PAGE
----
Spinosaurus was a theropod like the Tyrannosaurus — that just means it had hollow bones and three-toed limbs. The descendants of theropods most likely evolved into modern birds, but Spinosaurus was more dangerous than any bird. Adults could weigh as much as 7.5 tons and grow to more than 50 feet in length, making them among the largest theropod dinosaurs.
Researchers first proposed that Spinosaurus was primarily an underwater predator several years ago, but the scientific community was unconvinced. Donald Henderson, a paleontologist at Canada’s Royal Tyrrell Museum, noted that Spinosaurus was probably top-heavy with its distinctive back sail and would not have been able to dive underwater. Nazir Ibrahim, lead author of the study, believed the answer would be found in fossils. Previous excavations had only uncovered a few Spinosaurus tail sections, but the team uncovered an almost full set of tail bones at a fossil site in Morocco between 2017 and 2018.
The newly reconstructed Spinosaurus was undeniably at home in the water. Rather than having a tapered whip-like tail, Spinosaurus had a giant fin attached to its backside. Some of the fossil bones were 12-inches thick, indicating the tail would have been a powerful mode of underwater propulsion. The team speculates Spinosaurus might have spent most of its time in the water.
The team created a computer model to assess the capabilities of Spinosaurus’ tail, comparing it with modern land-dwelling dinosaurs and semi-aquatic creatures like crocodiles. Unsurprisingly, the Spinosaurus tail fin was about 2.6 times more efficient in the water than the tails of other theropods.
Museums around the world will have to update their Spinosaurus models in the wake of this discovery, but that’s nothing new. The fossil record is incomplete, and sometimes we get details wrong when trying to reconstruct an entire animal from partial remains. The Tyrannosaurus Rex skeleton at the American Museum of Natural History in New York stood in the incorrect upright posture until 1992 before adopting the correct parallel position. Oh, the developers of Animal Crossing will have to update their inaccurate Spinosaurus fossils, too.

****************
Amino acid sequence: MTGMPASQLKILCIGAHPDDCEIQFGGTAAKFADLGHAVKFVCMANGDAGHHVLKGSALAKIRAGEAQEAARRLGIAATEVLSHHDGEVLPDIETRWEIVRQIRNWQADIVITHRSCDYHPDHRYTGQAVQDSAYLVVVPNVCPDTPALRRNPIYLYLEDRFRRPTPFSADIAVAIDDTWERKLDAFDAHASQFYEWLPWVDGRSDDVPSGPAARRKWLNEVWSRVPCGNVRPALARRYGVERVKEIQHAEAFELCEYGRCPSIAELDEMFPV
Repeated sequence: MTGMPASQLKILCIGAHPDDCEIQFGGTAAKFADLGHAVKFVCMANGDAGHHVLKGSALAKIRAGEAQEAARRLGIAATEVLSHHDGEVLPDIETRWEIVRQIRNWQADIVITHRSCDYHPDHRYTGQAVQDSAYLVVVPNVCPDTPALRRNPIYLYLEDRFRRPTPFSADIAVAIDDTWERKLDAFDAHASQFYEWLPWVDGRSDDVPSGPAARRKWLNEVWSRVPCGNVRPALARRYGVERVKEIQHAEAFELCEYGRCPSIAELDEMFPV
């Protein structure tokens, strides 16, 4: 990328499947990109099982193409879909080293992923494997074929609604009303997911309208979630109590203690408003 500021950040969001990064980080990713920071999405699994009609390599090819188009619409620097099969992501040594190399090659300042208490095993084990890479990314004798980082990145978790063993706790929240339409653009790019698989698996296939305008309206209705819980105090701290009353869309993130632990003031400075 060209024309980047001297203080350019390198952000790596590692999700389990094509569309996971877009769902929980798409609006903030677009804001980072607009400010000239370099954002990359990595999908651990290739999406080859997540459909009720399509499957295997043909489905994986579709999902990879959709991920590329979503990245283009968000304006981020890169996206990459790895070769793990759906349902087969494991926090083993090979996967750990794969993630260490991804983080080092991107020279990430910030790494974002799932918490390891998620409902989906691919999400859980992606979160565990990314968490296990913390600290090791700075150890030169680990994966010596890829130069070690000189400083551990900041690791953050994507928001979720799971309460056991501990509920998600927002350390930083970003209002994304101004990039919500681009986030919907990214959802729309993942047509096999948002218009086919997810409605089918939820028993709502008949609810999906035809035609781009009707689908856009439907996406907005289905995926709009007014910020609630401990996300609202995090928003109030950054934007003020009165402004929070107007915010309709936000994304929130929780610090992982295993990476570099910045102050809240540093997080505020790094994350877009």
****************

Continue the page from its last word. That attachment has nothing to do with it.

Feeling alone is a common theme on Matt Burke’s podcast about mental health.
The 24-year-old started Matty’s Mental Health Podcast about 10 months ago and since then has recorded 21 episodes in his Charlottetown home, covering a wide range of topics including his own story.
“The purpose of the podcast is to provide a platform where people can share their stories with mental health.”
He said a lot of people feel like they have to fight their mental health battles on their own, and through the podcast, he wants to show them they don’t have to.
On the podcast he has spoken to people about things such as depression, anxiety and how concussions can affect a person’s mental health.
“I’ve had counsellors on there. They talked about mental health from their side,” he said.
“A lot of interesting people. I’ve learned a lot from them.”
Burke said he is not a mental health professional “by any stretch of the imagination,” but he has had his own struggles with mental health and revealed his story on Episode 9.
When Burke was 20, his girlfriend took her own life.
The couple was having a difficult time and while he was out one night his cellphone died as the two were texting back and forth.
I just knew right away that I was just looking to make a positive out of it somehow.— Matt Burke
The following morning he was cleaning off his car to go check on her when her parents pulled into the driveway and told him his girlfriend had killed herself.
“It was just absolute terror,” Burke said.